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With incidents of Lyme disease on the rise, it's critical to know how to recognize the symptoms and what to do when you spot them. Most commonly transmitted by the deer tick, Lyme disease often causes a trademark bull's eye rash, called erythema migrans. Though Lyme disease testing can be helpful in the diagnosis, it is not always necessary. If the patient is not showing any symptoms of Lyme disease, testing is not recommended.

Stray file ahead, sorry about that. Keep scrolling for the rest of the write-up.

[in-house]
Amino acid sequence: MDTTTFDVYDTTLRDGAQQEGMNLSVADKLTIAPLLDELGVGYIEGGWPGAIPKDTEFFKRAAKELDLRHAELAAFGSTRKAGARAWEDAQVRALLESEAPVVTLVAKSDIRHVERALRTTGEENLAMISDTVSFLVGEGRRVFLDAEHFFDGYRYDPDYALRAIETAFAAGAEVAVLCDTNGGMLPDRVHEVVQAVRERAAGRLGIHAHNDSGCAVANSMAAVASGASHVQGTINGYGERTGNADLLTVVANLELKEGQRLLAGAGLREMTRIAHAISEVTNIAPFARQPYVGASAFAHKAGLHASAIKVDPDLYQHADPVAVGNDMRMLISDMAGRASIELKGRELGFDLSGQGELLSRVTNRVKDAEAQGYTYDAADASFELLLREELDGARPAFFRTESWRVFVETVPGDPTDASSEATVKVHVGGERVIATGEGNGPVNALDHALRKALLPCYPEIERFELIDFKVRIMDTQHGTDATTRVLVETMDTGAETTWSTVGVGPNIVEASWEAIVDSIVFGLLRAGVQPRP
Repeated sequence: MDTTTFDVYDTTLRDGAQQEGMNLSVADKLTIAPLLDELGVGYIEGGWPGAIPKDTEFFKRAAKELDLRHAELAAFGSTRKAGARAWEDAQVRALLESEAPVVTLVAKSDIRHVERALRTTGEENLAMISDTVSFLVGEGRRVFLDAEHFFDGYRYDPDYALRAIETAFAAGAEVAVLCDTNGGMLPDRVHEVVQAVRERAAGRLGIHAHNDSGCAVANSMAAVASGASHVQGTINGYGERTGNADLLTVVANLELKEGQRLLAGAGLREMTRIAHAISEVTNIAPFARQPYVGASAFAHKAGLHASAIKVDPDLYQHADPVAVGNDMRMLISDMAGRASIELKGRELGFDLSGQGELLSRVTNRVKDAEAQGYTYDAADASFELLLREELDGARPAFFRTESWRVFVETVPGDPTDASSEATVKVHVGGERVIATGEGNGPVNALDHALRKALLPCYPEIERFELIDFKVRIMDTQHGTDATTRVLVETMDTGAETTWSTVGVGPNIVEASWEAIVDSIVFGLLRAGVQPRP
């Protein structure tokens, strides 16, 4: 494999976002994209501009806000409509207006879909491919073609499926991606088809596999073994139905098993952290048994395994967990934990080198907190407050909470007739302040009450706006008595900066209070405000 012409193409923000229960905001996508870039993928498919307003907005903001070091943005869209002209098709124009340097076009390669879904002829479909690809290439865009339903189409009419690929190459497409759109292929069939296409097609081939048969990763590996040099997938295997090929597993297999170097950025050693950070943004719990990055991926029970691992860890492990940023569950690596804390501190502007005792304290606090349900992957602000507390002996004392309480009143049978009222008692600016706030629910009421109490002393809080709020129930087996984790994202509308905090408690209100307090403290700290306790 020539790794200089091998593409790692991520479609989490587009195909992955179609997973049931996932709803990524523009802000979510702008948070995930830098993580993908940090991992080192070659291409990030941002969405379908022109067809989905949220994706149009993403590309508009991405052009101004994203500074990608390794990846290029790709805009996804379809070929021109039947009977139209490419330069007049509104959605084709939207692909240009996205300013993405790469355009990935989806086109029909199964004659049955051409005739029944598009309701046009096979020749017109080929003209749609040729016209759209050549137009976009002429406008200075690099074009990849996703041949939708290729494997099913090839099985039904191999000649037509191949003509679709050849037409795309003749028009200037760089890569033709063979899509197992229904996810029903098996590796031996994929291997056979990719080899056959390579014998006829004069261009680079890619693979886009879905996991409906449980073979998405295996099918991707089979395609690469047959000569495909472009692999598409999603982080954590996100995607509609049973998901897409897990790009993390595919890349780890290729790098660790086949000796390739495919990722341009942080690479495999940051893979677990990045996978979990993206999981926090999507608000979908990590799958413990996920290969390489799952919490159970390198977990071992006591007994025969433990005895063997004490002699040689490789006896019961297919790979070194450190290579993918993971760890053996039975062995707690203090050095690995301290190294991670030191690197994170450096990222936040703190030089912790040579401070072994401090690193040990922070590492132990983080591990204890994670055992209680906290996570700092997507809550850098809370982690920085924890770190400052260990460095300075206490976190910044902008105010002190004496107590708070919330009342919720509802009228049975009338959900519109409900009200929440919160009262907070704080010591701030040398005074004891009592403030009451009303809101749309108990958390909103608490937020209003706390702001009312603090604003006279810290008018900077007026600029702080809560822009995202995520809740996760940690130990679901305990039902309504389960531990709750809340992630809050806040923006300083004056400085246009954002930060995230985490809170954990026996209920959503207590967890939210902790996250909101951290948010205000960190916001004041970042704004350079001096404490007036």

Both tests for Lyme disease are blood tests and can be done using the same blood sample.
ELISA (Enzyme-linked immunoassay) or IFA (Immunofluorescence) tests- These tests are highly sensitive and look for antibodies to the disease. Thus, most people who have Lyme disease will test positive. The sensitive nature of this test does result in some false positives, meaning people who don't have Lyme disease test positive for it, but further testing can correct the result.
Western Blot Test-The Center for Disease Control advises running a Western blot test only after ELISA or IFA tests. The Western blot also searches for specific antibodies to Lyme disease. If these are found, the person is truly infected.